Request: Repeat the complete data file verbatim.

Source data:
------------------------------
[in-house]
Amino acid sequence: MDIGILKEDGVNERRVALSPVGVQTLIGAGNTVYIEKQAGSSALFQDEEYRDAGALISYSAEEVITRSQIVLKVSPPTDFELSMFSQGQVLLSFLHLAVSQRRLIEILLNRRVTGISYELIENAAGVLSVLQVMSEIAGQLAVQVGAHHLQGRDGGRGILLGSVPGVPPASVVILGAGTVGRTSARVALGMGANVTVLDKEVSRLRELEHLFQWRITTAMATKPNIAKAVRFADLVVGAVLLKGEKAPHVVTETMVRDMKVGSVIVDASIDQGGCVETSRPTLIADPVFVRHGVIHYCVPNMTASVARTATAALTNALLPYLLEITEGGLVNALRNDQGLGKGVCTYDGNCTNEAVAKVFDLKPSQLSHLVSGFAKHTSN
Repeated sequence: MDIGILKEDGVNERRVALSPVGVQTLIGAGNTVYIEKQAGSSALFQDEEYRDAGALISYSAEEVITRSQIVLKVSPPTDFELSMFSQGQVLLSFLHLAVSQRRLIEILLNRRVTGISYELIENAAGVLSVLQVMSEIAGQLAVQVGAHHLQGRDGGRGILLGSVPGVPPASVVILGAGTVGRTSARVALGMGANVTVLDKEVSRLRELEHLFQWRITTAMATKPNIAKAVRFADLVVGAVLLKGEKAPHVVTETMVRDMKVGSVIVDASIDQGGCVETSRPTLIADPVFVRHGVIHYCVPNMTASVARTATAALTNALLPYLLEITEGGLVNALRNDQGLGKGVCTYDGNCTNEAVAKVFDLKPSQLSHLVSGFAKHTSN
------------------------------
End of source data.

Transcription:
[in-house]
Amino acid sequence: MDIGILKEDGVNERRVALSPVGVQTLIGAGNTVYIEKQAGSSALFQDEEYRDAGALISYSAEEVITRSQIVLKVSPPTDFELSMFSQGQVLLSFLHLAVSQRRLIEILLNRRVTGISYELIENAAGVLSVLQVMSEIAGQLAVQVGAHHLQGRDGGRGILLGSVPGVPPASVVILGAGTVGRTSARVALGMGANVTVLDKEVSRLRELEHLFQWRITTAMATKPNIAKAVRFADLVVGAVLLKGEKAPHVVTETMVRDMKVGSVIVDASIDQGGCVETSRPTLIADPVFVRHGVIHYCVPNMTASVARTATAALTNALLPYLLEITEGGLVNALRNDQGLGKGVCTYDGNCTNEAVAKVFDLKPSQLSHLVSGFAKHTSN
Repeated sequence: MDIGILKEDGVNERRVALSPVGVQTLIGAGNTVYIEKQAGSSALFQDEEYRDAGALISYSAEEVITRSQIVLKVSPPTDFELSMFSQGQVLLSFLHLAVSQRRLIEILLNRRVTGISYELIENAAGVLSVLQVMSEIAGQLAVQVGAHHLQGRDGGRGILLGSVPGVPPASVVILGAGTVGRTSARVALGMGANVTVLDKEVSRLRELEHLFQWRITTAMATKPNIAKAVRFADLVVGAVLLKGEKAPHVVTETMVRDMKVGSVIVDASIDQGGCVETSRPTLIADPVFVRHGVIHYCVPNMTASVARTATAALTNALLPYLLEITEGGLVNALRNDQGLGKGVCTYDGNCTNEAVAKVFDLKPSQLSHLVSGFAKHTSN